Family Gene-ius: Home Alone

Family Gene-ius: Home Alone

Shreya Shankar

My parents leave me home alone for a month. And I survived!

Every time I watch the movie "Home Alone 3," which is my favorite of the series (yeah, I know, it's the one that isn't about Kevin McCallister, but I'm more of an Alex Pruitt kind of girl), I think about how cool it is for Alex to be so independent and brave while he's home alone "sick." I'm sure he didn't expect four criminals from a North Korean terrorist organization to come after a computer chip that was accidentally brought to his house after a mix-up at the airport and for him to have to fight them off with clever household tricks. Image

Recently, my life was a lot like Alex Pruitt's, but with two tweaked details. While Alex was home alone for a day, I was home alone for a month when my parents decided to take a trip to India to visit family from mid-January to mid-February. And while Alex dealt with criminals from a terrorist organization, I dealt with… well… my laundry machine.

Just like Alex, however, I realized that somehow when you're home alone, everything goes wrong. I was faced with lots of tasks that I normally take for granted when my parents are at home.

Let's start with my hair. It's a beast when it gets washed and becomes a frizzy afro that makes me resemble Scary Spice in her prime, so every three days my mom and I spend an hour together watching "What Not To Wear" as she straightens it for me. When I was home alone (and busy as heck!), I had to find the time to do it myself. It was a rewarding experience, however, when people started complimenting me on it. And I got my time down from two hours to 42 minutes!

I had to remember to check the mail everyday. If I didn't, my mailman (who I've known since I was 8. Hi, Puka!) would be very upset with me for having to overflow my mailbox. I had to cook meals for myself and resist the urge to go out and consume fast food each night. I had to set my alarm each night and make a conscious decision to go to bed at a reasonable hour since I now had no reason to be tip-toeing downstairs at 3 a.m. for a snack. Most importantly, I had to remember to lock the door each night because if I didn't, I was putting myself at risk.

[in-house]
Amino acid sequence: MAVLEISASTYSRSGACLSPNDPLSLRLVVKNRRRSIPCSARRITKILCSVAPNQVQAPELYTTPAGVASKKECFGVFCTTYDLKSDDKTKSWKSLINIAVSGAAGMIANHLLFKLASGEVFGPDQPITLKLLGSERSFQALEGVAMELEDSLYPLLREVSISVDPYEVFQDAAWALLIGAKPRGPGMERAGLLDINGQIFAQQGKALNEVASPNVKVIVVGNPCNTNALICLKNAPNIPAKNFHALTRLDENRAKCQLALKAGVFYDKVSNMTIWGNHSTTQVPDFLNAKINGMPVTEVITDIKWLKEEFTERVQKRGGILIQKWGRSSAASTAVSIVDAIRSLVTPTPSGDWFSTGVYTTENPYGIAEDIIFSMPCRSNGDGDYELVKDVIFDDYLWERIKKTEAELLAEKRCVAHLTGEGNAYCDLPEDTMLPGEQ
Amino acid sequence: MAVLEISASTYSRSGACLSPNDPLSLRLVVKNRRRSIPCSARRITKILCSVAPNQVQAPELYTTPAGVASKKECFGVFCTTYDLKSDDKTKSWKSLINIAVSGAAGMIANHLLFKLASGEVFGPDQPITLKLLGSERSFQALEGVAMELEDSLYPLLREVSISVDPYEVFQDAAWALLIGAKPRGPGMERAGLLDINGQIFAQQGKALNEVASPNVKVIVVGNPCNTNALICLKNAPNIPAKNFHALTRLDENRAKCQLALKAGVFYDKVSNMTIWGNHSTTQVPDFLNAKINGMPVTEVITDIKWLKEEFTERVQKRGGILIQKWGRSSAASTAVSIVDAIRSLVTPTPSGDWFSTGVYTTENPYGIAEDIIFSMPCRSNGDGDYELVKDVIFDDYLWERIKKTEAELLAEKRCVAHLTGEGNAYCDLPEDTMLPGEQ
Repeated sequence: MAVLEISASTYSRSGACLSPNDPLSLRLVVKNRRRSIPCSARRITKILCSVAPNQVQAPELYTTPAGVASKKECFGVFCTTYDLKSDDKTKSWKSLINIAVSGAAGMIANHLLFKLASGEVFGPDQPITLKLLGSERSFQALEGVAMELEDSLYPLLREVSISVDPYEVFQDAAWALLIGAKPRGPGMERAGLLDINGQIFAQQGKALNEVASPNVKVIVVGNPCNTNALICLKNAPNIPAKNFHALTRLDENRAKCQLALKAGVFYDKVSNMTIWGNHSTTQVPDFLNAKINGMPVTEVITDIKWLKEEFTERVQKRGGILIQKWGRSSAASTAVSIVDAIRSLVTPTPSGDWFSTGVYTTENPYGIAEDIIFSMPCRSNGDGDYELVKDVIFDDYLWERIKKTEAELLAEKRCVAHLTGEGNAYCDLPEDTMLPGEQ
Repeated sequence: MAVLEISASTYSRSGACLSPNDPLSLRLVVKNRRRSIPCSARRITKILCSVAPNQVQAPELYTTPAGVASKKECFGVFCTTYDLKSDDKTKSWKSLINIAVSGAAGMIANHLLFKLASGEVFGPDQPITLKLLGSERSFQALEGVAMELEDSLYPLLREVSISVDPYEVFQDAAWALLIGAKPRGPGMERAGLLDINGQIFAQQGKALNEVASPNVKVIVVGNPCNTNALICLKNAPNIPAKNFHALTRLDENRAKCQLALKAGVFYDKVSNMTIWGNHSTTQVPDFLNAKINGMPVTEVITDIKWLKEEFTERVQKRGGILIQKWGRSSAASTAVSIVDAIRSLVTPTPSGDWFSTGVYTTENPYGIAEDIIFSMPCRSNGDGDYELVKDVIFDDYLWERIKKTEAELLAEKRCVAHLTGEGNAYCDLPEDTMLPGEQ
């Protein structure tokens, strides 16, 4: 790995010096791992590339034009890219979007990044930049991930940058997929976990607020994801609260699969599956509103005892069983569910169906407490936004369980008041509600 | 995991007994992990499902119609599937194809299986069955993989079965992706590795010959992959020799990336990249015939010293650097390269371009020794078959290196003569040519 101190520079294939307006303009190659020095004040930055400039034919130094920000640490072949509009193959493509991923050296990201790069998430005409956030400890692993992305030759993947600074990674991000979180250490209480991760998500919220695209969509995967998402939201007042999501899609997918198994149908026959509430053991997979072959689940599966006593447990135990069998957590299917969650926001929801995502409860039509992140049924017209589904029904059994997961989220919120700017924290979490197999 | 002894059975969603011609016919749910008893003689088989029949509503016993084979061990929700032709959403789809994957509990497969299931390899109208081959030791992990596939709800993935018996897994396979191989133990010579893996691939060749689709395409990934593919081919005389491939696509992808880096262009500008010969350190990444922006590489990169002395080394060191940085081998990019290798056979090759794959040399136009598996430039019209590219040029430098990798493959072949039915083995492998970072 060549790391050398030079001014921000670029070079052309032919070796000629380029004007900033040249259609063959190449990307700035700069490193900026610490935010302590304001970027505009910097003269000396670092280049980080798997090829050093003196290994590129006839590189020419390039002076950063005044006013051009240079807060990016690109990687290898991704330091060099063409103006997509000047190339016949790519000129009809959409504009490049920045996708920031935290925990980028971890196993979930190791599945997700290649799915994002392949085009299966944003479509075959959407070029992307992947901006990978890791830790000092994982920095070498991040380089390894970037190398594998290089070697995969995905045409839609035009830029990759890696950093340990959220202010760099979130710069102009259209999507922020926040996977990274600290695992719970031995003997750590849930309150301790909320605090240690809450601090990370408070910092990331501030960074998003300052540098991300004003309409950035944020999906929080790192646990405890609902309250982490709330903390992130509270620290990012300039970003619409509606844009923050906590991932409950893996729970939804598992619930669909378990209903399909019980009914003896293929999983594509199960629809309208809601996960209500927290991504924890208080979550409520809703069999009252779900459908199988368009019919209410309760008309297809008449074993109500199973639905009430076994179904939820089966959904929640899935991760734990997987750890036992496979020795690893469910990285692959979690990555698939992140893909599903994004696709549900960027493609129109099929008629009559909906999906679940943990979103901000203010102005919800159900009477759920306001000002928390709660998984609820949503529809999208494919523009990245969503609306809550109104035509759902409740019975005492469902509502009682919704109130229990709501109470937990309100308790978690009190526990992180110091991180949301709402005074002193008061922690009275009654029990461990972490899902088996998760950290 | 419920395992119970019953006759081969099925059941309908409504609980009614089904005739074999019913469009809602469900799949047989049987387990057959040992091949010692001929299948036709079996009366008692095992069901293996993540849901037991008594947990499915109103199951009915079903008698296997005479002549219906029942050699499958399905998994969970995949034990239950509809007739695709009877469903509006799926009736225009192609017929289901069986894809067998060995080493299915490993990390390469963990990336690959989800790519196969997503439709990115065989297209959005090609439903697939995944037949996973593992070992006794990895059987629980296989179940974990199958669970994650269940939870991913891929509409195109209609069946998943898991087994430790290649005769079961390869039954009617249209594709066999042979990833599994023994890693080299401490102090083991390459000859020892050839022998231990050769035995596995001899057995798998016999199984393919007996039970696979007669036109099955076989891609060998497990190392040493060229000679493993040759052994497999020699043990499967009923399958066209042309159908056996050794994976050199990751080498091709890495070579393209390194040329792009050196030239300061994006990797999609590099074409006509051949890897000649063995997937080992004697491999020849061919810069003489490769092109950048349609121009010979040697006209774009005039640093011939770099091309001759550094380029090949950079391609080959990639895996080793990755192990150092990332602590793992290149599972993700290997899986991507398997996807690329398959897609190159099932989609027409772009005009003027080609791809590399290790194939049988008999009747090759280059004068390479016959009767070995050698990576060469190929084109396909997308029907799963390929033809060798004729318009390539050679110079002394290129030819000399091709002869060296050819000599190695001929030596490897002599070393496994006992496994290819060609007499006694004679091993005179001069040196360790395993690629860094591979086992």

And lastly, I also faced some more unexpected mishaps, such as my laundry machine overflowing into my entire living room and creating at least an inch of sudsy water. Panicking, I quickly turned off the machine and rolled up our Persian rug before the water reached it before grabbing all the towels from our linen closet and laying them out to soak up the water before squeezing the water out into a bucket and repeating the process. I'm not sure if this was the most efficient way to take care of things, but… it got the job done.

If there's anything being home alone taught me, it's that I can live independently, and that's reassuring to me considering I will be in college in five months. But I also realized that I still have a lot of basics to learnI don't know how to sew a button, iron fancy clothes, french braid my own hair… you get the picture.

I was so happy to see my parents when they came home. They asked me how things had been and I told them that everything had been fineand it was nice because I realized that overall, things were fine.

I guess the only thing for me to do now is prepare myself for what to do if four criminals bombard my house looking for a top-secret computer chip. After being without my parents for a month, I'm pretty sure I could hack it.